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Karpat. 1984.
Acrylic on canvas.. 84 × 84 cm.
Estimate: CHF 70 000/90 000
Sold for CHF 116 000 in December 2021
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Dyok (positif). 1967.
Painted wood. 28/50. 36 × 37 cm.
Estimate: CHF 2 000/3 000
Auction on December 2nd 2021
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Instead of choosing between painting or sculpture, some post-war artists decided to push the boundaries between the two, creating two-dimensional works which also explore the possibilities offered by sculpture. Victor Vasarely spent much of his career experimenting with carefully crafted, illusionistic effects which made the motif shimmer, spin, or appear to extend from the canvas into the viewer’s space, as in his 1984 work, ‘Karpat’. As with sculpture, a key element in Vasarely’s work is that the perception of the artwork changes with the spectator’s point of view. Jesús Rafael Soto utilised a similar concept in his work ‘Vibrations’, 1967, in which the lines screenprinted onto a plastic sheet appear to float in front of a striped and seemingly vibrating background.

Vasarely also worked in another medium which lies in a grey area between painting and sculpture: relief sculpture. With his ‘positif’ and ‘negatif’ series of works from the mid- to late 60s, the artist employed a series of cut-out and painted shapes, generally arranged in a square-shaped array of nine elements, as in the works ‘Dyok (positif)’ and ‘Beryl (positif)’ offered here. The choice and arrangement of shapes and colours was not only aesthetic – Vasarely was inventing a ‘plastic alphabet’, a symbolic visual language designed to grant universal access to the creative process.

Stephan Balkenhol is best known for his sculptural works, such as ‘Male Torso’, 2011 and ‘Kneeling Man’, 2012, offered in the 2 December auction. But he also engages in relief sculpture, as in the portrait of a man in a classic head-and-shoulders format from 2017 illustrated here. In his relief works, Balkenhol employs his signature technique of leaving rough traces of the tools used to carve out the wood. Painting is also an important element in Balkenhol’s sculptures as well as his reliefs, creating a link to classical portraiture, while at the same time serving to underline the difference between what his ‘portraits’ at first appear to be, and what they might actually represent.

Vibrations. 1967.
Silkscreen on Plexiglas and plastic.
74/100. 29 × 43 × 9 cm.
Estimate: CHF 5 000/7 000
Sold for CHF 8 750 in December 2021
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Head-and-shoulders relief portrait of a man. 2017.
Wooden relief, painted. 41,8 × 35,9 × 4,4 cm.
Estimate: CHF 9 000/14 000
Sold for CHF 21 000 in December 2021
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Interferenzen. 1993.

Relief print. 27/150. 75 × 57 cm.
Estimate: CHF 3 000/5 000
Sold for CHF 6 250 in December 2021
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Indetermined Line. 1987.
Charcoal, pastel and collage on paper. 127 × 96,7 cm.
Estimate: CHF 15 000/20 000
Sold for CHF 67 000 in December 2021
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Gunther Uecker apart from his use of nails to create sculptural paintings, also employed relief as a means of expression, such as in the multiple ‘Interferenzen’, 1993, with its complex pattern of embossed white-on-white dots. Sometimes the paint surface itself creates a sort of relief sculpture, for example in Jean-Paul Riopelle’s ‘Noyauttage’, 1957. Riopelle was a sculptor as well as a painter and referred to his works as ‘sculptures in oil’. With various custom-made palette knives, in the present work Riopelle produced a mosaic of structural fields reminiscent of fields seen from above.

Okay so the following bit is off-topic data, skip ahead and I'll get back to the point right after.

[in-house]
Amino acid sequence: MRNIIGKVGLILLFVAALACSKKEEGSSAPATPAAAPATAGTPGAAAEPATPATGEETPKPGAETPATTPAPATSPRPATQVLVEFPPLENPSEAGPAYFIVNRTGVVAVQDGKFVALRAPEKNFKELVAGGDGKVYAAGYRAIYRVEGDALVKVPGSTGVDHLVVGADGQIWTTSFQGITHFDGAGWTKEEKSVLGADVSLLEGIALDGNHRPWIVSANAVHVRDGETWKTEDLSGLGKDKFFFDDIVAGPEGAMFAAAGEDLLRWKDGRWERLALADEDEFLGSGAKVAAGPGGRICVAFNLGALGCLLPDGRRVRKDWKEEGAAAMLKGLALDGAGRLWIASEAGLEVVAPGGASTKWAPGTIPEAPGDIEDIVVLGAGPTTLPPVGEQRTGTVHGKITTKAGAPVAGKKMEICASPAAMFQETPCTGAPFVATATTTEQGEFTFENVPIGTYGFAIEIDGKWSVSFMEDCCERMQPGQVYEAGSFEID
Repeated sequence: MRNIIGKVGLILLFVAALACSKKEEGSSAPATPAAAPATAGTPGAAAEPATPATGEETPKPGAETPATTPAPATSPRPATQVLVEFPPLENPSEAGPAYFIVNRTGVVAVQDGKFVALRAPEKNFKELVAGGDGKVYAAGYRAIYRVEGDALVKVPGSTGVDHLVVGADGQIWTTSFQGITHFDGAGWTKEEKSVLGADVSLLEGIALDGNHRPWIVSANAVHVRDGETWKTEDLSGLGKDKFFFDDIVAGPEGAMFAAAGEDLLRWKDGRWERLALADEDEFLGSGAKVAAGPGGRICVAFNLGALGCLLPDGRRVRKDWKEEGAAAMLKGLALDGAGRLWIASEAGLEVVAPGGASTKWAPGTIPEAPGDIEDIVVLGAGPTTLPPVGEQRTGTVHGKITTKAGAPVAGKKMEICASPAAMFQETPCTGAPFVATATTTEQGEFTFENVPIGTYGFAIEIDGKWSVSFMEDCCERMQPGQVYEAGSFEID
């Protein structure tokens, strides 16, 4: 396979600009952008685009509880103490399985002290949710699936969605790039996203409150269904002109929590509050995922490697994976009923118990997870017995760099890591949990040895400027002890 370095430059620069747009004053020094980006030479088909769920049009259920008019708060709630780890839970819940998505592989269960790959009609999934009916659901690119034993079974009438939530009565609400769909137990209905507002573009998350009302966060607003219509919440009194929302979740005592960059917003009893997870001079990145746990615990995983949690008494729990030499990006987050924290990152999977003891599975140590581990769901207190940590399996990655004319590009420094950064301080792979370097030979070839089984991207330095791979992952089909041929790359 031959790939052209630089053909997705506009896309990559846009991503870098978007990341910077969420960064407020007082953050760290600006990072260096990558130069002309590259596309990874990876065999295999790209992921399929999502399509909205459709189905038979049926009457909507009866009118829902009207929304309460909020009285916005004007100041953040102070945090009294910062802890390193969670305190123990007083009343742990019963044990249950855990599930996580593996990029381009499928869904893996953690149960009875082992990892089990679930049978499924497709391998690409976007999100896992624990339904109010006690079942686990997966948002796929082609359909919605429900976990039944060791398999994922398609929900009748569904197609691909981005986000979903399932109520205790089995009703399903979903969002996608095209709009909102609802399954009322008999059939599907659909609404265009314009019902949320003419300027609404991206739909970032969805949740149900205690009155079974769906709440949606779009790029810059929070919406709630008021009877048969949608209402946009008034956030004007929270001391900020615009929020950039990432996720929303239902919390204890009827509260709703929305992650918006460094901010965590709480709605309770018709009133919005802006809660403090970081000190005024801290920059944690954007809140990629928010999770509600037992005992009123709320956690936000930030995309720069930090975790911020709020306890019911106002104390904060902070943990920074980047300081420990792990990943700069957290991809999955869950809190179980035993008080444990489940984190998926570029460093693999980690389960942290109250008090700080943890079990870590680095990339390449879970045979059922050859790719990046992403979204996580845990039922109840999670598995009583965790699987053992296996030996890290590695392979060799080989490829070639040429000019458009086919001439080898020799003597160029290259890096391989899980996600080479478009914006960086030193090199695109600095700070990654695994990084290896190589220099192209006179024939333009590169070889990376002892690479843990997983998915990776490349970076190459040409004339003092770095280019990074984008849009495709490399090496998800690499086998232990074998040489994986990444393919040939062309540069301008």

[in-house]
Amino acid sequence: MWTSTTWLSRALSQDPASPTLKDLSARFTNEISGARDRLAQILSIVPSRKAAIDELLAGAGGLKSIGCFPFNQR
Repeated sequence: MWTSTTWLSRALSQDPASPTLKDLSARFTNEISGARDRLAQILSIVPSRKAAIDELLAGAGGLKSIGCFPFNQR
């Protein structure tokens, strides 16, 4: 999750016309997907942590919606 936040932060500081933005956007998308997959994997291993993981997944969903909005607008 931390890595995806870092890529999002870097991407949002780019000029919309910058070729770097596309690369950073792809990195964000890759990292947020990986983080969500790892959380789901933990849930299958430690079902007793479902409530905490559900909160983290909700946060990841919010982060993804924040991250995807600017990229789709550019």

Collage can also add a further dimension to 2-D art, and was often employed by Christo and Jeanne-Claude in their projects to give a sense of how the final installation would appear. In the present auction’s ‘Wrapped Mur des Reformateurs’, 1977, and ‘Wrapped Automobile’, 2015, fabric and thread create a subtle and effective relief. French sculptor Bernar Venet also makes use of this technique in ‘Interdetermined Line’, in which he attaches a cut-out of a sculpture to the wove paper support, a fact that is not immediately apparent to many viewers but is nonetheless registered by the eye as an impression of depth.

Trompe l’oeil is also an effective way of exploring the gap between the viewer’s perception and the two-dimensional reality of the work. Peter Phillips is a contemporary master of the technique, as evidenced in ‘Gemini 1: Unvarying Mean’, 1981. In depicting portions of objects in oil and wax on two large-format canvasses, the artist purposely treads the line between illusion and corporeality. Through the use of mirrors, artists Adolf Luther (‘Hohlspiegelobjekt’, 1976) and Kris Martin (‘The End’, 2006) make the viewer a participant in the artwork, bringing us full circle to one of Vasarely’s guiding principles. Martin’s large work creates a tension between what the viewer sees and the reverse writing on the mirror’s surface, in a way making them the subject of their own film – or a living, moving sculpture on view to un unseen spectator.

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Catalogues with prices realised

Noyauttage. 1957.
Oil on canvas. 50 × 64 cm.
Estimate: CHF 120 000/180 000
Sold for CHF 171 000 in December 2021
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Gemini 1: Unvarying Mean. 1981.
Oil and wax on canvas, in 2 parts. 180 × 260 cm.
Estimate: CHF 20 000/30 000
Auction on December 2nd 2021
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The End. 2006.
Mirror with plastic film. 200 × 300 cm.
Estimate: CHF 15 000/25 000
Auction on December 2nd 2021
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